Destined for the Stars: Faith, the Future, and America’s Final Frontier by Catherine L. Newell
Quest Volume: 28 #2 (2021)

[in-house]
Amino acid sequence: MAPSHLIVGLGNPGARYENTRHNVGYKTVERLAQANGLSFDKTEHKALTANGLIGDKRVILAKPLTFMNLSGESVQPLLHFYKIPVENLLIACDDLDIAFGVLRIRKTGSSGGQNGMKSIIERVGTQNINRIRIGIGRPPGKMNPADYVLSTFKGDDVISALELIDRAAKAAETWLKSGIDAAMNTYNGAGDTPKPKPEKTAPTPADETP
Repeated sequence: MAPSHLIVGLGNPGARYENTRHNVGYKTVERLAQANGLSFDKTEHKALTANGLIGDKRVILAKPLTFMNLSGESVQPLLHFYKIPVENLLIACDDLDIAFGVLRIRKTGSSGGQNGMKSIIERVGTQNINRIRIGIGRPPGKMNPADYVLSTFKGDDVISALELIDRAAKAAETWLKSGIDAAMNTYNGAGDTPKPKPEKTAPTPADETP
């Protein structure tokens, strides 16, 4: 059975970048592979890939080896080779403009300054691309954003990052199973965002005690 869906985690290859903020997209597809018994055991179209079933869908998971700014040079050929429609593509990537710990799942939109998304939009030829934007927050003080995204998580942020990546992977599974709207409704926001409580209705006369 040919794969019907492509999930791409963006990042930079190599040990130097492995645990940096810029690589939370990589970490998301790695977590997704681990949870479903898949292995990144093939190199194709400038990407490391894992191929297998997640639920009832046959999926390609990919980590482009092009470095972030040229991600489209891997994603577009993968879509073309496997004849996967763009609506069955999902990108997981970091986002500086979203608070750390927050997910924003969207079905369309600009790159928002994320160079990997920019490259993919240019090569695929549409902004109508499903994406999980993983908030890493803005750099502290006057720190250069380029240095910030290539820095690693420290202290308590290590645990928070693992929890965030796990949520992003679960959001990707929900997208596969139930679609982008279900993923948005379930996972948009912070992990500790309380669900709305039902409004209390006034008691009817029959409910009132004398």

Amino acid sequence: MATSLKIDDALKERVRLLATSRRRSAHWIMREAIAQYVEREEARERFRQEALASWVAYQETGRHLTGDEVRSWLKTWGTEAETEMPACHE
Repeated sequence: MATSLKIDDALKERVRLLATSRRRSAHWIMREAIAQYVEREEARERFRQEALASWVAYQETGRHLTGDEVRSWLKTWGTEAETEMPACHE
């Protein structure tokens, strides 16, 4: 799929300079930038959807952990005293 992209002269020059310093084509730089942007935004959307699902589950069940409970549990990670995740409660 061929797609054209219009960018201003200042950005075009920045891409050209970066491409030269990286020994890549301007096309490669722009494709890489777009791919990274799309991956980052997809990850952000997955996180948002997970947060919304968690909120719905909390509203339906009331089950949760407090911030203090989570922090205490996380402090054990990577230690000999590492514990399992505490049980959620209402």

A history of the Space Age spanning the years 1944 to 1955? On the surface, this seems a ridiculous notion, given the first satellite did not orbit until two years later. And as we all know, American interest in space exploration emerged as a reaction to the sudden display of Soviet superiority in a heretofore-unrecognized Cold War battlefield. Yet it is precisely this received wisdom that Catherine Newell, assistant professor of religion and science at the University of Miami, challenges in her book. In her persuasive argument, the foundation of American public acceptance of space travel originated in the 19th century with Manifest Destiny, the conviction that American expansion to the Pacific was divinely ordained. With the closing of the Western frontier, space would ultimately emerge as its replacement. It is worth noting that the phrase “final frontier” was given to us by Star Trek, a show which was originally conceived of as a space equivalent of the 1957-1965 Western TV show Wagon Train. Nor was this a coincidence, as the post-World War II years saw an explosion of both interest in space travel and nostalgia for Westerns, genres which Newell demonstrates were not as at odds as might be first assumed.